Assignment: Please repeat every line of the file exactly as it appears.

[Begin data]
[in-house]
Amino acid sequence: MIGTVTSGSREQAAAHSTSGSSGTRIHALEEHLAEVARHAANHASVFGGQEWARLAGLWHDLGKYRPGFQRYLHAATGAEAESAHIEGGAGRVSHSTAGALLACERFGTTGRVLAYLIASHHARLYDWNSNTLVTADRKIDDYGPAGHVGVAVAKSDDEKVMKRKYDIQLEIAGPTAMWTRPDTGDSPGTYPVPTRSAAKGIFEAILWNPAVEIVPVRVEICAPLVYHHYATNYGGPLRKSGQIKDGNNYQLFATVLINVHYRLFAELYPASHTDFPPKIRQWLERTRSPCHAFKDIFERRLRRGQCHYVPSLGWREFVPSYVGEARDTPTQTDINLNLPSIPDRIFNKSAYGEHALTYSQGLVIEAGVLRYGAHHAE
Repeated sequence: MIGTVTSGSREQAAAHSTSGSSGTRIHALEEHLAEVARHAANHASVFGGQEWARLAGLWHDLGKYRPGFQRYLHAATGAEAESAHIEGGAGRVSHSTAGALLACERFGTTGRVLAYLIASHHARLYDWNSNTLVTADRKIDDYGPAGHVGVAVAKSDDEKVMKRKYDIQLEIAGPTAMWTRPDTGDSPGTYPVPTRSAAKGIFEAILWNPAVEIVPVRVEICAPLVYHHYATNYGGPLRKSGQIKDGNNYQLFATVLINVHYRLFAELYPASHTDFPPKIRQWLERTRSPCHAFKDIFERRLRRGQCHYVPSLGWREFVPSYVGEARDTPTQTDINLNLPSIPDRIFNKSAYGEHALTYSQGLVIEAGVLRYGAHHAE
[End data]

[in-house]
Amino acid sequence: MIGTVTSGSREQAAAHSTSGSSGTRIHALEEHLAEVARHAANHASVFGGQEWARLAGLWHDLGKYRPGFQRYLHAATGAEAESAHIEGGAGRVSHSTAGALLACERFGTTGRVLAYLIASHHARLYDWNSNTLVTADRKIDDYGPAGHVGVAVAKSDDEKVMKRKYDIQLEIAGPTAMWTRPDTGDSPGTYPVPTRSAAKGIFEAILWNPAVEIVPVRVEICAPLVYHHYATNYGGPLRKSGQIKDGNNYQLFATVLINVHYRLFAELYPASHTDFPPKIRQWLERTRSPCHAFKDIFERRLRRGQCHYVPSLGWREFVPSYVGEARDTPTQTDINLNLPSIPDRIFNKSAYGEHALTYSQGLVIEAGVLRYGAHHAE
Repeated sequence: MIGTVTSGSREQAAAHSTSGSSGTRIHALEEHLAEVARHAANHASVFGGQEWARLAGLWHDLGKYRPGFQRYLHAATGAEAESAHIEGGAGRVSHSTAGALLACERFGTTGRVLAYLIASHHARLYDWNSNTLVTADRKIDDYGPAGHVGVAVAKSDDEKVMKRKYDIQLEIAGPTAMWTRPDTGDSPGTYPVPTRSAAKGIFEAILWNPAVEIVPVRVEICAPLVYHHYATNYGGPLRKSGQIKDGNNYQLFATVLINVHYRLFAELYPASHTDFPPKIRQWLERTRSPCHAFKDIFERRLRRGQCHYVPSLGWREFVPSYVGEARDTPTQTDINLNLPSIPDRIFNKSAYGEHALTYSQGLVIEAGVLRYGAHHAE